Curry Chicken

Featured image by Nami

Introduction

        Curry chicken was the first dish I learned when I came to the U.S. There are many different versions of curry chicken, but mine is delicious and easy to make. This recipe is my specialty, which I cook hundreds of times. I have used it to serve my host families, friends, and teachers. All of them love it! So, I want to introduce this recipe and make it more sustainable.

         I don’t think that my recipe is very sustainable. Even though it doesn’t contain beef or lamb, which are considered unsustainable meat because of factory farmed. However, the meat chickens on the farm are usually slaughtered at just 45-60 days old(“Chicken + The Egg.”). We have no idea that what did the farmers feed those chickens to make them grow so fast. What we can only see is the processed skinless chicken breast, which is nicely lying on the counter. Chickens as factory farmed animals create carbon emission. According to GLEAM’s report, the “broiler” as known as the meat chicken produces 343.3 million tonnes CO2 per year. Thus, even chicken is not as sustainable as people think. Also, the imported Japanese curry block in the recipe requires process and transportation, which produce a lot of carbon emission. However, this is the most essential part of this recipe, which we can’t take it out. Moreover, cornstarch is usually made by GMO corn(group). Cornstarch doesn’t have nutritional value, but it can make the meat tender.

 

  Thus, in order to make the dish more sustainable, I decide to reduce the chicken breast in half, and I will put a whole onion and one more potato to replace the chicken. Onion contains vitamins, such as vitamin A, Vitamin C, and Vitamin B6. Also, more potato can make the juice of the curry chicken thicker. For the Japanese curry block, I can only put half of it. Thus, the curry chicken can still have the same flavor, but it’s a lighter version. Even though curry chicken is very delicious, it doesn’t contain vegetables, which is necessary for our daily life. I will mix some raw lettuce at the end to make it more healthy. Some people don’t like salad, but the sauce of the curry chicken can help soften the taste of lettuce.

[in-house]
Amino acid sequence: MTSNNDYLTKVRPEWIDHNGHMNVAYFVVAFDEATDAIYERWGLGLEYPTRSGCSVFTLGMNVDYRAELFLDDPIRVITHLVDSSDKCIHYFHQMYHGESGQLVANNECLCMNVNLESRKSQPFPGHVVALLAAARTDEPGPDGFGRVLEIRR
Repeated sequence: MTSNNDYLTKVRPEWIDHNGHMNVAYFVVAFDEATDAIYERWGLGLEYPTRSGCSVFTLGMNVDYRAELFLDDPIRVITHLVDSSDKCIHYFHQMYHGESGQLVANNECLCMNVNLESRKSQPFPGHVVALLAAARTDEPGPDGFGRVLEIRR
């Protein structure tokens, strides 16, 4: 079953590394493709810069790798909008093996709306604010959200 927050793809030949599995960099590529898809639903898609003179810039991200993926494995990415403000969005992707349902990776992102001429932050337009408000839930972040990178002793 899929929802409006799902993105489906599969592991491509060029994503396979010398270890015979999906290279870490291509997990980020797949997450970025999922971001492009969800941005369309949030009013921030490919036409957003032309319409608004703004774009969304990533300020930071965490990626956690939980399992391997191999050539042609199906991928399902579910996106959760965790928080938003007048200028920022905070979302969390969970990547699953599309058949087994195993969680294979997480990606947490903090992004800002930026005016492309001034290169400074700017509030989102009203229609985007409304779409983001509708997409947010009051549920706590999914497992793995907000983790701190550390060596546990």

All of the ingredients can be obtained in the local store. Right now, you can buy international goods in the American local, which is very convenient. Thus, I can buy the Japanese curry block in the local store instead of ordering it online. Usually, one box of chicken breast is 10 dollars. I will only use half of one chicken breast, which is 1.6 dollars. The Onions-red label organic is 1.31 per pound, which costs about 1 dollar per onion. Two potatoes weight 0.6 lb, which cost 0.534 dollars. One bottle of oil has 710 ml, which is about 48 tablespoon. It costs 0.09 dollar for the oil. A box Japanese curry block costs 4.19. ¼ curry block costs 1.04 dollar. Half of a lettuce costs 0.64. So, the total price for this dish is 4.904 dollars. I realize that the most sustainable diet is eating more fresh local organic vegetables and fruits. Meat produces more carbon emission than vegetables and fruits. So, eating less meat and more vegetables is not only good for our health but also good for our environment.

Original Recipe

  • 2 tablespoon of oil
  • 1 piece of Chicken breast
  • Half of an onion
  • One potato
  • One Japanese curry block
  • Cornstarch
  • Coconut milk

Revised Recipe

  • 1 ½ tablespoon of oil
  • Half of a chicken breast
  • One onion
  • Two potato
  • Half of a Japanese curry block
  • Half of a lettuce

Work Cited

 

     “Chicken + The Egg.” Sustainable Table,

              sustainabletable.org.au/all-things-ethical-eating/chicken-the-egg/.

     Group, Edward. “Top 20 GMO Foods and Ingredients to Avoid.” Dr. Group’s Healthy

               Living Articles, Global Healing Center, Inc, 24 July 2013,

               www.globalhealingcenter.com/natural-health/top-20-gmo-foods-and-   

               ingredients-to-   avoid/.

       MacLeod, M., Gerber, P., Mottet, A., Tempio, G., Falcucci, A., Opio, C., Vellinga, T.,

                Henderson, B. & Steinfeld, H. 2013. Greenhouse gas emissions from pig and

                chicken supply chains – A global life cycle assessment. Food and Agriculture

                Organization of the United Nations (FAO), Rome,   

                http://www.fao.org/docrep/018/i3460e/i3460e.pdf

        “Onion Nutrition Facts.” All About Onions, www.onions-usa.org/all-about-

                onions/nutritional-facts-vegetables.